The BootCamp provided by Apple to allow dual-booting on Macintosh computers is designed for Windows. The Macintosh boot menu that appears when you hold down [Alt] during boot confirms this—even if you install Ubuntu, it will still read "Windows". There are some ways around this using OS X's own tools but none are satisfactory. The easiest way to get around it to install rEFIt (http://refit.sourceforge.net), a third-party Mac boot manager. This shows a nice graphical boot menu each time you start-up, complete with the correct icons and terminology for Linux partitions. You can install it from within OS X or create a bootable CD and install it that way. Setup is automatic after installation and no configuration is needed. Just reboot to see the effect.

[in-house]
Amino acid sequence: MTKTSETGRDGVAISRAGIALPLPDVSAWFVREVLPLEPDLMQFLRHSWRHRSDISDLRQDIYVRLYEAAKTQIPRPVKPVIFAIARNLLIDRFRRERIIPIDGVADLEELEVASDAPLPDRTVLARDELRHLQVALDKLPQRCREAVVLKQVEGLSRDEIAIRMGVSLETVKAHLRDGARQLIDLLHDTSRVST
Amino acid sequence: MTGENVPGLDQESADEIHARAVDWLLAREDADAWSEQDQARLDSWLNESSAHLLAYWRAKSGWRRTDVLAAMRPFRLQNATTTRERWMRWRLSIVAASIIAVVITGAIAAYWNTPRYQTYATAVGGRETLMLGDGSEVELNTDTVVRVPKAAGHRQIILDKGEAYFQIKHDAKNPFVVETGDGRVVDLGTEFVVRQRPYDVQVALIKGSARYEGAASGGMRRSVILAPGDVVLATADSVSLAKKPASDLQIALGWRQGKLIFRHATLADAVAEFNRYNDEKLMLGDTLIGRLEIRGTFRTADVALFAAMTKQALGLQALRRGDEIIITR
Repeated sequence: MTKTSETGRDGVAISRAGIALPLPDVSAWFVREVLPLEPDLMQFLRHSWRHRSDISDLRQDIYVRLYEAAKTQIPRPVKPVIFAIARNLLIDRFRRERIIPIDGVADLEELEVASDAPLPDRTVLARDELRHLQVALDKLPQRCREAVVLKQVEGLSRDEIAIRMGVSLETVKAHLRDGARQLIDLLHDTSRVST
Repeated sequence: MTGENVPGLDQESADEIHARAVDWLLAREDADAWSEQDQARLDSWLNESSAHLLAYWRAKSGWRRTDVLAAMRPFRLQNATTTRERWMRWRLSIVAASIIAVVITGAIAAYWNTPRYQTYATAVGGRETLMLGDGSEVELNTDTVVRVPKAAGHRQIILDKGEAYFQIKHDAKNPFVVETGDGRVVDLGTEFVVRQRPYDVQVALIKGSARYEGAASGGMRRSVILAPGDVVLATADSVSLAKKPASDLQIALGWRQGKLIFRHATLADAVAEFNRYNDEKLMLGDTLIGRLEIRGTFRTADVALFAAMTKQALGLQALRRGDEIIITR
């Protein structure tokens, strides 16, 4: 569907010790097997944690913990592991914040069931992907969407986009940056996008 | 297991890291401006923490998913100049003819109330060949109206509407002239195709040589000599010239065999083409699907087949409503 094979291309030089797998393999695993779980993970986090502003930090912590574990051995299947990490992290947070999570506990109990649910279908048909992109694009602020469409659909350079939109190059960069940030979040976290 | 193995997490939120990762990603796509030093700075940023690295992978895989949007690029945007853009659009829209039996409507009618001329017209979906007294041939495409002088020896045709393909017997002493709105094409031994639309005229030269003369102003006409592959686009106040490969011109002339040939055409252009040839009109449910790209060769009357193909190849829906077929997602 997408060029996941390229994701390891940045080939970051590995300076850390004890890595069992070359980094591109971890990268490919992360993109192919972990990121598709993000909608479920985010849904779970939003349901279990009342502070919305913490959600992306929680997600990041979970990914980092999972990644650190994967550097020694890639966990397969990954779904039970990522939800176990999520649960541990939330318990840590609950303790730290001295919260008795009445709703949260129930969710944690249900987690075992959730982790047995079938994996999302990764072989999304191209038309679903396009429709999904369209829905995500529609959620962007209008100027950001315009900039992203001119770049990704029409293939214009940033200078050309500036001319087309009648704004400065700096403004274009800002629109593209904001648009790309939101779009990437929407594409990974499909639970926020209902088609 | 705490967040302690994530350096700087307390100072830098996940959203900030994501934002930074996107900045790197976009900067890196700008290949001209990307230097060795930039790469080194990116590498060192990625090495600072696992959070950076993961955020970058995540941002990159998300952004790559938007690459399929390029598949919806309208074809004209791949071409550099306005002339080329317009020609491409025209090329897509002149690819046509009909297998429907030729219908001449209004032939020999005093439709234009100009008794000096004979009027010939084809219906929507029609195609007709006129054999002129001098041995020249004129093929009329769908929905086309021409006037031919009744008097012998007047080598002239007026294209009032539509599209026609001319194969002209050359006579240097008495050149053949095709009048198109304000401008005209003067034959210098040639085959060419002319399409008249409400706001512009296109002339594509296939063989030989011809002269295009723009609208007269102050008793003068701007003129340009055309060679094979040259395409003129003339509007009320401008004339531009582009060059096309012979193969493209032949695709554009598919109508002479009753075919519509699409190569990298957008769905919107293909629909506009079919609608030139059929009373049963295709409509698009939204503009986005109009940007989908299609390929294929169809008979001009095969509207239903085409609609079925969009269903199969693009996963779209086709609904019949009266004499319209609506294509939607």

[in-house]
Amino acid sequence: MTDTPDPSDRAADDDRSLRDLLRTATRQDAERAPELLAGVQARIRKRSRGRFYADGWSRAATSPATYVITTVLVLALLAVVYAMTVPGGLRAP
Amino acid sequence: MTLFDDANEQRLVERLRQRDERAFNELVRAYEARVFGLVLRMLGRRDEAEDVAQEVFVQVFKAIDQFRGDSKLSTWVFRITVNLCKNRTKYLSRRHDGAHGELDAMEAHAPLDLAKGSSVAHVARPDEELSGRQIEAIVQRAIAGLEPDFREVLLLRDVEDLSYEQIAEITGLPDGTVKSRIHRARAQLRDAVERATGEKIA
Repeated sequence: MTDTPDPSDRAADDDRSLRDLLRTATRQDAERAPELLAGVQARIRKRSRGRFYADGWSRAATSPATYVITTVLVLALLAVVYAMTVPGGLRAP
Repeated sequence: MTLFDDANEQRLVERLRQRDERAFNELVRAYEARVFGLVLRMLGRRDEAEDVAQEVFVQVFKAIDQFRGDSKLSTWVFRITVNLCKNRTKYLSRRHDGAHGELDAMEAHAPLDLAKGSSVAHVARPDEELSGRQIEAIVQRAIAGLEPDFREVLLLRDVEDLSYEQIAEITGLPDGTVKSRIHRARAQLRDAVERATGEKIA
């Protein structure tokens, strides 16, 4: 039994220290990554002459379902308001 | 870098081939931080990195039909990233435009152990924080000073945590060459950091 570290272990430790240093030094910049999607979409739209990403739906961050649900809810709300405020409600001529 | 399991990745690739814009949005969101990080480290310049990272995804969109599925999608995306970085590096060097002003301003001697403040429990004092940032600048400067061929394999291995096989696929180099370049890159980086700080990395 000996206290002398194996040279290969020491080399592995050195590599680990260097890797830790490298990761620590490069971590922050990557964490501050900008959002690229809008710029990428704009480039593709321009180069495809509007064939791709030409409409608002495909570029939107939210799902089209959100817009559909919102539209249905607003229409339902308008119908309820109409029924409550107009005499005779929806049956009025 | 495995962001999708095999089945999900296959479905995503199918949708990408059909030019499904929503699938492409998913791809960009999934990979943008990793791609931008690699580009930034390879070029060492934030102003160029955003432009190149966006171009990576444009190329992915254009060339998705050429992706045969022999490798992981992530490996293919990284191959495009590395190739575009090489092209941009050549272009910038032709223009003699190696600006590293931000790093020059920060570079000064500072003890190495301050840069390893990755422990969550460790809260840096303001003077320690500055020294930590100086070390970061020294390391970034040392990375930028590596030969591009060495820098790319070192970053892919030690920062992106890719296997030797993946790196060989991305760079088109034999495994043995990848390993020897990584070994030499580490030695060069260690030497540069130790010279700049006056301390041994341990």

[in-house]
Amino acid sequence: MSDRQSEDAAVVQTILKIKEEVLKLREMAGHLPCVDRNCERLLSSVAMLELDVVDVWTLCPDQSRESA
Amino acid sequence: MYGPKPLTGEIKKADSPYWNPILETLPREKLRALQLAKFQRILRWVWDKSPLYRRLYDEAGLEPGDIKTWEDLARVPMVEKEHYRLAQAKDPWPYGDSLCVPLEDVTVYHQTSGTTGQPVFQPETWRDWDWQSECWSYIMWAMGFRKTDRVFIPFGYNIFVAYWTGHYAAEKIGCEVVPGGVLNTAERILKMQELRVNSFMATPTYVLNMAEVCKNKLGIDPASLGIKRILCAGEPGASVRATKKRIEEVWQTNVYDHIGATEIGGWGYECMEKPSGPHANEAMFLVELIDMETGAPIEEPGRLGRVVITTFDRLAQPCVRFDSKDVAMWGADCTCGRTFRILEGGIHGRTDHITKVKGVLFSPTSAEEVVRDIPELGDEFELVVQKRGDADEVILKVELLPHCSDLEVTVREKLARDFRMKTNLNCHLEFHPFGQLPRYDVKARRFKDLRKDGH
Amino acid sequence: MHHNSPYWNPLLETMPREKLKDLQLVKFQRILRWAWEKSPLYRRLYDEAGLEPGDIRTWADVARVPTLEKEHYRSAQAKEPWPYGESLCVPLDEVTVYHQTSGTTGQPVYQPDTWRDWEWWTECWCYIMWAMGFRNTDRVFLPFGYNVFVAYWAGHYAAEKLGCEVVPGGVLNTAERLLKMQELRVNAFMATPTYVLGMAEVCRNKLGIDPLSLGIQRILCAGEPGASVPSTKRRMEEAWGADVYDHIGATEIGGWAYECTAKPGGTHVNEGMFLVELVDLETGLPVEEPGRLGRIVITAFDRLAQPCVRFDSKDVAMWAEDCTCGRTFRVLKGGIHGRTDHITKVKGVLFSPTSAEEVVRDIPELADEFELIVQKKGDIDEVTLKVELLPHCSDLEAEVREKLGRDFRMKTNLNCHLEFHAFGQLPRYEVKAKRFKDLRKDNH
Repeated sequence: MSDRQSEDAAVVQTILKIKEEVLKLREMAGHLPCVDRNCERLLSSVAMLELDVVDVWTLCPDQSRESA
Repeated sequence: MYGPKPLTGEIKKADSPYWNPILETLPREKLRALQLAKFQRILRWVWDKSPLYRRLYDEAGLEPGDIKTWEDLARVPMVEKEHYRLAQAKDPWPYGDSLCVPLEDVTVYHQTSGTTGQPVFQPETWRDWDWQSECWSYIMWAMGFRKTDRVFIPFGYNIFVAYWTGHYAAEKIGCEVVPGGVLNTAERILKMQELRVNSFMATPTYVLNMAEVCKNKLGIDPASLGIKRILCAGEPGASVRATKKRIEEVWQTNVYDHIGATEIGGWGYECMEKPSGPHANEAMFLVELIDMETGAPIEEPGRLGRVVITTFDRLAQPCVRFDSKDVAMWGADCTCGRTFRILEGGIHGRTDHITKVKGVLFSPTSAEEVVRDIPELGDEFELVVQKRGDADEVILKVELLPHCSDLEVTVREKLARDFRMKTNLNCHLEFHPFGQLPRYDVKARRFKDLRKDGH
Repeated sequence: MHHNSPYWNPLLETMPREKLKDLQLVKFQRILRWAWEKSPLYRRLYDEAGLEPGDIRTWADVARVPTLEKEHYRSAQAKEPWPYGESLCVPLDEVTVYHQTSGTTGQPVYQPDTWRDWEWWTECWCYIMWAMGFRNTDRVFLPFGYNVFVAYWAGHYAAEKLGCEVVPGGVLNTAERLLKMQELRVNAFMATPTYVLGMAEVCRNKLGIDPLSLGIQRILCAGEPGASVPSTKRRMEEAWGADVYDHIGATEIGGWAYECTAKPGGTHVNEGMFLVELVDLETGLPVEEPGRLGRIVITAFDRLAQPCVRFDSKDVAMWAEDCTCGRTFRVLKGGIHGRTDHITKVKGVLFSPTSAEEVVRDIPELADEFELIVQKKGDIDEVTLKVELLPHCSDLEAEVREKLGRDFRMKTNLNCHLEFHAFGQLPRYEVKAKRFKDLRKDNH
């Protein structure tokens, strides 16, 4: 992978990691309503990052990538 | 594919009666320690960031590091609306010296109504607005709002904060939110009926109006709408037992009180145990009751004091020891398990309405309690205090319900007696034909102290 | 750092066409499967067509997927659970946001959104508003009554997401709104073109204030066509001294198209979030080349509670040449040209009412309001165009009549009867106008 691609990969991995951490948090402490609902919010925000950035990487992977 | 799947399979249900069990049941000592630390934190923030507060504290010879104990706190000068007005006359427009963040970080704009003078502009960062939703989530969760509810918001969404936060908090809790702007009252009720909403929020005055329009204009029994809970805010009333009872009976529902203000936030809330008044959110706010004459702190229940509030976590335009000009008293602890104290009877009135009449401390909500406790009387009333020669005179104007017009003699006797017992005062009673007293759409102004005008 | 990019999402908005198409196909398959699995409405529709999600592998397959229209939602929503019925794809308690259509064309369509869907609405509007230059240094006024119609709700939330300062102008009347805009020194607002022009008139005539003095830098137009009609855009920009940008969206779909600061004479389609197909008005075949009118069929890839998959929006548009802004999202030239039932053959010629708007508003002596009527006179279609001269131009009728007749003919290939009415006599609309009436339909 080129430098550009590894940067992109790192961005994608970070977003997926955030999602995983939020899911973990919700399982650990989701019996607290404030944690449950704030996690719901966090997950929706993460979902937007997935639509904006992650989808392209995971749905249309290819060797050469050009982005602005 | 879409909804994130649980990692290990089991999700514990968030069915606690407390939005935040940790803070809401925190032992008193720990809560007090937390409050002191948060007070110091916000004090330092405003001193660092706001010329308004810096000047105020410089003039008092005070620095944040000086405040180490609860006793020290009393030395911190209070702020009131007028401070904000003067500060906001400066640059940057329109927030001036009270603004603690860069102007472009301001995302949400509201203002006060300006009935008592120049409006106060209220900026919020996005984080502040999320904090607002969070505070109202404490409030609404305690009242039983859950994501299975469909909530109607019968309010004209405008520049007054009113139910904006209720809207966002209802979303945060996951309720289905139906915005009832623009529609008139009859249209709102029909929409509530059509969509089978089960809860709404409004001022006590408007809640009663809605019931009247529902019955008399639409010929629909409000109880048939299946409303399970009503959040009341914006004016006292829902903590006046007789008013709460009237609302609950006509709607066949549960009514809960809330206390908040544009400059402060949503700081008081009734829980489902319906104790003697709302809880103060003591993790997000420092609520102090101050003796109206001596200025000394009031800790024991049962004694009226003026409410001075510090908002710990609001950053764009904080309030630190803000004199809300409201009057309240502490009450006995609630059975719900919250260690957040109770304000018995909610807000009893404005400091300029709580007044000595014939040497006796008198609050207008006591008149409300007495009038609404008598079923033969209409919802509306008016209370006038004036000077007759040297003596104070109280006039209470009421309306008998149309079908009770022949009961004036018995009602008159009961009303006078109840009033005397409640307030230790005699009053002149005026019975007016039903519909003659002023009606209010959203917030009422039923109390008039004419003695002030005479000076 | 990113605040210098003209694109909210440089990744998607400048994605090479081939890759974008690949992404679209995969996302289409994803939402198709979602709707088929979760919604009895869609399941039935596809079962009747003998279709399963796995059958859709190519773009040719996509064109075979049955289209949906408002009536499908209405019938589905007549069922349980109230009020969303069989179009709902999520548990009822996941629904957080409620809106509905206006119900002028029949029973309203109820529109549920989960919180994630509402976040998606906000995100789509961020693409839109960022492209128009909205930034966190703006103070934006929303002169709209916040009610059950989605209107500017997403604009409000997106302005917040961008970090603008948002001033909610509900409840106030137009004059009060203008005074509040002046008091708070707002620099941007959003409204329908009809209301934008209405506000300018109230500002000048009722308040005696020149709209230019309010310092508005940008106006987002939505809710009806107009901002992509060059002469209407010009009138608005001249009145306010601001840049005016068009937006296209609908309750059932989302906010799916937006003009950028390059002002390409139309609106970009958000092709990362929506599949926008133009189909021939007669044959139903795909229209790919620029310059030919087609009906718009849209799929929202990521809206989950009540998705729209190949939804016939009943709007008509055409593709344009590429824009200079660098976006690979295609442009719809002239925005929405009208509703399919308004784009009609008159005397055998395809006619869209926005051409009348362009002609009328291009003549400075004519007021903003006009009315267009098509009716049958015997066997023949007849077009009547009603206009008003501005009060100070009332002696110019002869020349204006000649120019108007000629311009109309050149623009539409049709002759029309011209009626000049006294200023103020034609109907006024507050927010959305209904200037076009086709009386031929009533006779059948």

The sleep command is usually used in shell scripts but it can be useful in simply delaying day-to-day commands typed at the prompt. As its name suggests, it causes the prompt to pause for a set period before executing any more instructions. Inserted before another command, it can cause the computer to pause before executing that command. For example, the following will cause the computer to shutdown (switch to run level 0) in 30 seconds: $ sudo sleep 30s; sudo telinit 0
Note that this particular example only works because the computer "remembers" the sudo powers used with the first command (sleep), so when they're called by the second command (telinit 0), they're still relevant. In this particular case, if the pause was longer than 160 seconds (two minutes; the sudo grace period) then the command wouldn't work. To learn about how to extend the sudo pause, see Tip 47, on page 110.
Sleep, Ubuntu, sleep!
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